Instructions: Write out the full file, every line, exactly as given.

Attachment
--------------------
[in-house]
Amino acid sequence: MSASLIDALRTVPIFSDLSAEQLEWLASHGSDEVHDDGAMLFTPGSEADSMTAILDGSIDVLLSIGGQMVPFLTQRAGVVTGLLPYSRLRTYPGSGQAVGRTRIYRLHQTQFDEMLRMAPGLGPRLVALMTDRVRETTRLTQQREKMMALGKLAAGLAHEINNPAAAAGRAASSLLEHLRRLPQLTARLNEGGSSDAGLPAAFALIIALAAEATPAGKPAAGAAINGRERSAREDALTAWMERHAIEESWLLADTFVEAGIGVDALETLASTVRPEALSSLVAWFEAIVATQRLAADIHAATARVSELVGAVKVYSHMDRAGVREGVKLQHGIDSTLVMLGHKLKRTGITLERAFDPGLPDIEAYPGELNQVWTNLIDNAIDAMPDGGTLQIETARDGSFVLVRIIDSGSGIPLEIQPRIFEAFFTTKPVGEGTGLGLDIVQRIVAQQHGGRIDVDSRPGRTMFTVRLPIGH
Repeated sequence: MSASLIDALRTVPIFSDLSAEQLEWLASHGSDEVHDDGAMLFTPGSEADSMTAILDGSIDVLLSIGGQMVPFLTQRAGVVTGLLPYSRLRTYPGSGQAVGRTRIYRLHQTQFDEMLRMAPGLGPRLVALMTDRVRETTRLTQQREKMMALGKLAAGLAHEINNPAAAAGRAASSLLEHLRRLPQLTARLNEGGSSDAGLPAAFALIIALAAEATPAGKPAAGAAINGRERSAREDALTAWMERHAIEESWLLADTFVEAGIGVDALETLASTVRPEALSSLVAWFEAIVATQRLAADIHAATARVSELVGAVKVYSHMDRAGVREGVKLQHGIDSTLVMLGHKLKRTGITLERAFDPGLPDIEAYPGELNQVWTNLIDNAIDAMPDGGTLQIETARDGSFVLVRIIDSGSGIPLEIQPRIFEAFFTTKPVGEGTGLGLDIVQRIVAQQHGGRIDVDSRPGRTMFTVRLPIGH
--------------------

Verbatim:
[in-house]
Amino acid sequence: MSASLIDALRTVPIFSDLSAEQLEWLASHGSDEVHDDGAMLFTPGSEADSMTAILDGSIDVLLSIGGQMVPFLTQRAGVVTGLLPYSRLRTYPGSGQAVGRTRIYRLHQTQFDEMLRMAPGLGPRLVALMTDRVRETTRLTQQREKMMALGKLAAGLAHEINNPAAAAGRAASSLLEHLRRLPQLTARLNEGGSSDAGLPAAFALIIALAAEATPAGKPAAGAAINGRERSAREDALTAWMERHAIEESWLLADTFVEAGIGVDALETLASTVRPEALSSLVAWFEAIVATQRLAADIHAATARVSELVGAVKVYSHMDRAGVREGVKLQHGIDSTLVMLGHKLKRTGITLERAFDPGLPDIEAYPGELNQVWTNLIDNAIDAMPDGGTLQIETARDGSFVLVRIIDSGSGIPLEIQPRIFEAFFTTKPVGEGTGLGLDIVQRIVAQQHGGRIDVDSRPGRTMFTVRLPIGH
Repeated sequence: MSASLIDALRTVPIFSDLSAEQLEWLASHGSDEVHDDGAMLFTPGSEADSMTAILDGSIDVLLSIGGQMVPFLTQRAGVVTGLLPYSRLRTYPGSGQAVGRTRIYRLHQTQFDEMLRMAPGLGPRLVALMTDRVRETTRLTQQREKMMALGKLAAGLAHEINNPAAAAGRAASSLLEHLRRLPQLTARLNEGGSSDAGLPAAFALIIALAAEATPAGKPAAGAAINGRERSAREDALTAWMERHAIEESWLLADTFVEAGIGVDALETLASTVRPEALSSLVAWFEAIVATQRLAADIHAATARVSELVGAVKVYSHMDRAGVREGVKLQHGIDSTLVMLGHKLKRTGITLERAFDPGLPDIEAYPGELNQVWTNLIDNAIDAMPDGGTLQIETARDGSFVLVRIIDSGSGIPLEIQPRIFEAFFTTKPVGEGTGLGLDIVQRIVAQQHGGRIDVDSRPGRTMFTVRLPIGH